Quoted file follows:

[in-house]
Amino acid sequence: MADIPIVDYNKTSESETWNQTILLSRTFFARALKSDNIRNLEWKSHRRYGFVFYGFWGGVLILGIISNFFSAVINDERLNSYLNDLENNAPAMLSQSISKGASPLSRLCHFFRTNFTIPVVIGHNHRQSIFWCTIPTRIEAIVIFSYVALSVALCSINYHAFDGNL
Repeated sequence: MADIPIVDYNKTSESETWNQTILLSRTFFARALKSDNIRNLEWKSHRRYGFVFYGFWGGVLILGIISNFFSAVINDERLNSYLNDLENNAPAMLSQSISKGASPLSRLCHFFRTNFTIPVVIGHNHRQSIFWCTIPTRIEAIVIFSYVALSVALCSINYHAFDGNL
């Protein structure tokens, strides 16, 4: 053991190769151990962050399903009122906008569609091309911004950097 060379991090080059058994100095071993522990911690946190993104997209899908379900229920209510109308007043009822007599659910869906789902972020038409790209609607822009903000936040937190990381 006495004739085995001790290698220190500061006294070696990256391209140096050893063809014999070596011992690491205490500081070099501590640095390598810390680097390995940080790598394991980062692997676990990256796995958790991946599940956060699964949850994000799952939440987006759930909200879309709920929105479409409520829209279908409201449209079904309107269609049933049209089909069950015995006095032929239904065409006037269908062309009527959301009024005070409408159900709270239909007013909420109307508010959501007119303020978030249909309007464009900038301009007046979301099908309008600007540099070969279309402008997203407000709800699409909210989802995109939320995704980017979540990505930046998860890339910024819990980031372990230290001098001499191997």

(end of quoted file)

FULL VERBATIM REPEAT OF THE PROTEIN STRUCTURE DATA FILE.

[in-house]
Amino acid sequence: MADIPIVDYNKTSESETWNQTILLSRTFFARALKSDNIRNLEWKSHRRYGFVFYGFWGGVLILGIISNFFSAVINDERLNSYLNDLENNAPAMLSQSISKGASPLSRLCHFFRTNFTIPVVIGHNHRQSIFWCTIPTRIEAIVIFSYVALSVALCSINYHAFDGNL
Repeated sequence: MADIPIVDYNKTSESETWNQTILLSRTFFARALKSDNIRNLEWKSHRRYGFVFYGFWGGVLILGIISNFFSAVINDERLNSYLNDLENNAPAMLSQSISKGASPLSRLCHFFRTNFTIPVVIGHNHRQSIFWCTIPTRIEAIVIFSYVALSVALCSINYHAFDGNL
């Protein structure tokens, strides 16, 4: 053991190769151990962050399903009122906008569609091309911004950097 060379991090080059058994100095071993522990911690946190993104997209899908379900229920209510109308007043009822007599659910869906789902972020038409790209609607822009903000936040937190990381 006495004739085995001790290698220190500061006294070696990256391209140096050893063809014999070596011992690491205490500081070099501590640095390598810390680097390995940080790598394991980062692997676990990256796995958790991946599940956060699964949850994000799952939440987006759930909200879309709920929105479409409520829209279908409201449209079904309107269609049933049209089909069950015995006095032929239904065409006037269908062309009527959301009024005070409408159900709270239909007013909420109307508010959501007119303020978030249909309007464009900038301009007046979301099908309008600007540099070969279309402008997203407000709800699409909210989802995109939320995704980017979540990505930046998860890339910024819990980031372990230290001098001499191997």